The trick is to set parameters for your search, especially if you tend to be a maximizer.
search key words such as couple or beach
consider narrowing the colour choices
decide on a number of pages to search; these do not have to be sequential
go with your gut feeling; the right image may be on page one
have a time limit
The filters above applied to Pixabay results in 379 images spread over four pages. Searching more sites simply takes time that is better spent writing.
Not set in stone
Learning to choose effectively is a key time management skill. For writers that might be a name, a picture, or a title. In fact most of these choices are not final, yet they can derail a writing session. Pick something and move on. Don’t let maximizing hide your procrastination. Remember done is better than perfect.
Then Courtney Corboy reached out to ask, how did I choose what to write about? That sparked this post.
In preparing for battle I have always found that plans are useless, but planning is indispensable. D. Eisenhower
You must have a plan
As the picture shows, the plan did not survive intact, but I won the battle. That’s the only thing that matters.What to write depends on what kind of writer you are, and what you hope to achieve. When I did the same challenge last year, I had less time and energy. Simply finishing was the aim. This year I wanted to test out different content, and see how publishing in publications changed the results. I was confident I could finish, because I’d done it before.
Bullet journals and spreadsheets are great, but they don’t work for me. And that’s okay. Messy can work too.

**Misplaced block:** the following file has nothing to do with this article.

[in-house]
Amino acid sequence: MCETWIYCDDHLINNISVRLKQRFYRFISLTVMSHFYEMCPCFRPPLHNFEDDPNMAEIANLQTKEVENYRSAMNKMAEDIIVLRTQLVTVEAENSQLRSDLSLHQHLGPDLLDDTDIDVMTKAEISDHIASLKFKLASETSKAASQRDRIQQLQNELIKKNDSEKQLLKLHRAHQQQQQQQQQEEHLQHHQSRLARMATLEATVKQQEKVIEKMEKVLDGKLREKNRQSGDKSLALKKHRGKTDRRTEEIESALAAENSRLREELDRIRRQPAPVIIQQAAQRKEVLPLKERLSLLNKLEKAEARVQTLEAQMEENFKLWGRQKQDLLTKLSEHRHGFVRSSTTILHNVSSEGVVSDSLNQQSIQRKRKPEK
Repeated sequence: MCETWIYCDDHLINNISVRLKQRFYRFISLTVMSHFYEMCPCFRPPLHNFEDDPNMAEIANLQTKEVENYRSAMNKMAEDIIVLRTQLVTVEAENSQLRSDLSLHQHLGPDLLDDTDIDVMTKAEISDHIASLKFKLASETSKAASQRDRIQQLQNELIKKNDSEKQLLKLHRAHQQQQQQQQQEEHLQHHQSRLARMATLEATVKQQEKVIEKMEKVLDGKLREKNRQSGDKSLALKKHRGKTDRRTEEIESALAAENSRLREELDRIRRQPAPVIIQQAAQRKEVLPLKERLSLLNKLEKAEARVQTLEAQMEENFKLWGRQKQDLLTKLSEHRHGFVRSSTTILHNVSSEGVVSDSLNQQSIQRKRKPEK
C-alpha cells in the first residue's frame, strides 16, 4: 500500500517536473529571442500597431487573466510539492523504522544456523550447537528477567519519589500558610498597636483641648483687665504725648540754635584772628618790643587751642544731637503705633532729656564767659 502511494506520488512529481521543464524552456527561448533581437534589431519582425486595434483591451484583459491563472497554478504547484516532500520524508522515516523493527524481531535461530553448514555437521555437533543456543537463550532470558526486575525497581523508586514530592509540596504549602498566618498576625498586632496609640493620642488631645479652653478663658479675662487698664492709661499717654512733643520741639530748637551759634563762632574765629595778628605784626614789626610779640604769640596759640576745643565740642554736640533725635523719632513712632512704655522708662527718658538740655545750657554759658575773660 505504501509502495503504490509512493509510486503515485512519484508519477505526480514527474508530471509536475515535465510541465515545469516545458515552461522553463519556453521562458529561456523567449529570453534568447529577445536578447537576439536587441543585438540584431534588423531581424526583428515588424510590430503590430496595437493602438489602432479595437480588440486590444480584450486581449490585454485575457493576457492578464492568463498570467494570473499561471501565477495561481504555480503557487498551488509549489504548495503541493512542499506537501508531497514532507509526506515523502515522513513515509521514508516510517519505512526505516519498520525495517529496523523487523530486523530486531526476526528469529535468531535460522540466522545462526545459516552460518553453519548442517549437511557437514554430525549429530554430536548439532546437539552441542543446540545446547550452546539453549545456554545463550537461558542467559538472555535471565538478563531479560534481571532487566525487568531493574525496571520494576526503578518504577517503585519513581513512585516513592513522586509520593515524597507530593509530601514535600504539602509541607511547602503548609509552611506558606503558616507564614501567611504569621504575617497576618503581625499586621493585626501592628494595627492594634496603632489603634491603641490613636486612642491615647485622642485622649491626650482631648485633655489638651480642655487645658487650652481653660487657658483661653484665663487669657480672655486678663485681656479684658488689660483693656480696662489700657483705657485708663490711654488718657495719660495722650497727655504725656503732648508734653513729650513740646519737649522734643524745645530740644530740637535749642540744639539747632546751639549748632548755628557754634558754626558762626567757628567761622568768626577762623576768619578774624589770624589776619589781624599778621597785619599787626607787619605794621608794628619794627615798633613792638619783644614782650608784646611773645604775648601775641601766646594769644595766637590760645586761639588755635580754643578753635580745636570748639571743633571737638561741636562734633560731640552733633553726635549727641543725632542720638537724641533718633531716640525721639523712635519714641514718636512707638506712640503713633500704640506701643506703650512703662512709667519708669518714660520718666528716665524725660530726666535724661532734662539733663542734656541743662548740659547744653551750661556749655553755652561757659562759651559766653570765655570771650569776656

You may have a theme that informs your posts, for example self development or parenting or living with an illness. You can find a niche within these umbrellas; single parenting, self development for retirees, or life with anxiety. Even so, you might run out of steam. The trick here is to write what interests you, seen through the lens of your theme. How does a single parent navigate dating? What does the latest political event mean for a person with anxiety?
Seen through your eyes
Everything has been said, over and over. There is no such thing as originality. But it hasn’t been said by you, with your unique experience and perspective.Especially when first blogging, there’s a lot to be said for using other writing as your springboard.
You can only find your voice by using it, and imitation is a great start. Even Picasso began by copying the great masters such as Rafael. The more you write, the better your skills. Let your personality come through. By sharing we create connection. What we are comfortable to share will vary by subject and individual. Readers want and appreciate honesty.
Catch your ideas before they escape
Whenever you have a question or an idea, capture it. You won’t remember it in five minutes or a day’s time. Notebooks are great, and lots of writers love their physical notebook and pen. The notes function on your phone is practical, and more importantly, usually at hand. Even if it’s just a title, grab it. One day when you’re out of ideas, you can look at notes and a few words can spark a whole piece.